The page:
Online CT Sports Betting Sees Steady Growth Despite NY Launch

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CT sports betting

The launch of mobile sports betting in New York did stop the growth of neighboring CT sports betting in January.

Bettors placed $158.1 million in bets at the three online Connecticut sportsbooks and PlaySugarHouse retail sportsbooks. That is up 5.3% from December and 20% from the market’s first full month in November.

The books reported $11.2 million in sports betting revenue for a 7.1% hold, though promos and other deductions dragged taxable revenue to $7.8 million. Operators paid $1.1 million in taxes for the month.

DraftKings pushing to lead CT sports betting?

DraftKings built up its online handle and revenue lead over both FanDuel and PlaySugarHouse in January.

The sportsbook took $73.7 million in handle, good for nearly 50% of the $149.4 million bet online in January. That was up 7% from December.

FanDuel, meanwhile, saw its handle dip to $62 million from $63.3 million the prior month. That gave it 41.5% of online handle share.

Likely correlated to those changes is DraftKings’ lead in promo spending for the month. DraftKings deducted $1.5 million in promos but gave out a total of $2.2 million. That compares to $1.8 million from FanDuel and $808,538 deducted from revenue.

Lottery brand PlaySugarHouse is still a distant third. With $13.7 million in bets, the operator had just 9.1% of online handle share.

No Super Bowl details for CT sports betting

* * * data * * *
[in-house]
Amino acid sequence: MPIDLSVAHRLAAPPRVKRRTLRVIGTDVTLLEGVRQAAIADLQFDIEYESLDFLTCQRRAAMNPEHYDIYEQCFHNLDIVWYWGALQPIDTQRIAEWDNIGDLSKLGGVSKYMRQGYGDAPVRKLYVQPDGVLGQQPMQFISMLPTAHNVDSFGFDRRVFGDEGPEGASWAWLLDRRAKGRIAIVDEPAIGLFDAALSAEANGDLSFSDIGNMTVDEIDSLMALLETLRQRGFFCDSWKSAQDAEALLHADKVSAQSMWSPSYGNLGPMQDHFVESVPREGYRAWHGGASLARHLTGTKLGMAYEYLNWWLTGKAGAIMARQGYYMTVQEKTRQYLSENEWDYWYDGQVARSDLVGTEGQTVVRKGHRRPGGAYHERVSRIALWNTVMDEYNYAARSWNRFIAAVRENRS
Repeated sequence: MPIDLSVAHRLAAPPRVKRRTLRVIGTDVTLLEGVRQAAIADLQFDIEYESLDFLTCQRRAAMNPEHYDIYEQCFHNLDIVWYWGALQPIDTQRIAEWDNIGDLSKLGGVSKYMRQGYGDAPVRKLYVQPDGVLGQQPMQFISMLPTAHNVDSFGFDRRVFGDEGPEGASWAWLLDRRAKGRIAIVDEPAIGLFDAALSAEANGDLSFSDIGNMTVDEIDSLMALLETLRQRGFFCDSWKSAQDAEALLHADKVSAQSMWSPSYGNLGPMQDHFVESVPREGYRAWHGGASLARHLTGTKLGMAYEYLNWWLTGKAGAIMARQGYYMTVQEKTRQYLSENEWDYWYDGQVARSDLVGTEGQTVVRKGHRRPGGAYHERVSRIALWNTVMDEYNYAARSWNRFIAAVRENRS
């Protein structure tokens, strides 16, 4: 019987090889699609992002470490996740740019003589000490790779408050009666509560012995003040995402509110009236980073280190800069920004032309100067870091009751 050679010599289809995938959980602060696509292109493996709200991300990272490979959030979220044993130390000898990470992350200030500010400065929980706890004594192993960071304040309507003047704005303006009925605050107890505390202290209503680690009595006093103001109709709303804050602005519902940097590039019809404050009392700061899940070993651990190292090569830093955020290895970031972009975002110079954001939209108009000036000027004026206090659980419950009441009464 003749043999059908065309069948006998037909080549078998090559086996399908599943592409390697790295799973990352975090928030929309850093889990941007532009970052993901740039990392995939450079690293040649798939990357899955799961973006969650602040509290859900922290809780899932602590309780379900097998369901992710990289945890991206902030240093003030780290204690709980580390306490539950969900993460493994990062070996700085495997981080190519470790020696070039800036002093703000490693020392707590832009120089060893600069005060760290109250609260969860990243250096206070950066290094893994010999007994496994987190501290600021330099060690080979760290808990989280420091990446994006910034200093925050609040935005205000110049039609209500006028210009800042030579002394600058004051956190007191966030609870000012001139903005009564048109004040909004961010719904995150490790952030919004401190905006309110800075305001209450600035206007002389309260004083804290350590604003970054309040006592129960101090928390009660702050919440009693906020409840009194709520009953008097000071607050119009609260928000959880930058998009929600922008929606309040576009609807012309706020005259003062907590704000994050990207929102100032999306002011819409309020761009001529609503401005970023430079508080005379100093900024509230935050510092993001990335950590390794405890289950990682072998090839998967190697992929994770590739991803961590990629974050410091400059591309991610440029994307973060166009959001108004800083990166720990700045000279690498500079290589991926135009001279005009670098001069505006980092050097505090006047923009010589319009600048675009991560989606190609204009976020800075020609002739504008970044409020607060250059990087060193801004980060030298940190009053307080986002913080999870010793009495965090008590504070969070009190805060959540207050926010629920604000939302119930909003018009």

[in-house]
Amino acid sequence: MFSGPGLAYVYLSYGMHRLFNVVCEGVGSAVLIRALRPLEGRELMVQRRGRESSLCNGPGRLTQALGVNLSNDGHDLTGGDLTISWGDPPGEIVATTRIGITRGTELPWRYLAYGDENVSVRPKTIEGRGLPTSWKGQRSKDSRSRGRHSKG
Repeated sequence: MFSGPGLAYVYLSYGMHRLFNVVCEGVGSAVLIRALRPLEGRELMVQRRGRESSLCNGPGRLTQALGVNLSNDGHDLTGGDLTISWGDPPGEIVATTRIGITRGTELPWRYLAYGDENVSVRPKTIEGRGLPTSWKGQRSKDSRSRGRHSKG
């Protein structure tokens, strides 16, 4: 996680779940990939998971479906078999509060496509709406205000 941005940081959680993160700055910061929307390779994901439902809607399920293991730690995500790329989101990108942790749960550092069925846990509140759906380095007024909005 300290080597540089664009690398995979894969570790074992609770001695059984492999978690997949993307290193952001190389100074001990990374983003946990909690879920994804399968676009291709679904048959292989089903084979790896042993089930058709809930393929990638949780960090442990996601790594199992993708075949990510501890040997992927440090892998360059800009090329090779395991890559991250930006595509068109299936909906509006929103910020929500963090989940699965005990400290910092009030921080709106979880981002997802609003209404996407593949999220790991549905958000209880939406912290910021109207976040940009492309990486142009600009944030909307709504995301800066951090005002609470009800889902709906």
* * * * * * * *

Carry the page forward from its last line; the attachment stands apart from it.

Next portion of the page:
Connecticut is one of the few states that will not provide Super Bowl-specific information, a spokesperson for the Connecticut Department of Consumer Protection confirmed to LSR.

So far, eight states reported a combined $405.3 million in handle and $33.2 million in revenue from Super Bowl betting.

That number should jump significantly and easily pass last year’s reported $486.5 million in handle and $43 million in revenue.

Problem gaming helpline sees surge since launch

Both online sports betting and online casinos launched in Connecticut in October. That led to a significant uptick in residents contacting the local problem gambling organization.

Calls to the Connecticut Council on Problem Gambling have quadrupled since launch, the agency told an informational legislative hearing in January.

Executive Director Diane Goode said calls should not have increased this fast.

“The speed with which people are losing all their money has been shocking as far as I’m concerned,” Goode told local newspaper The Day.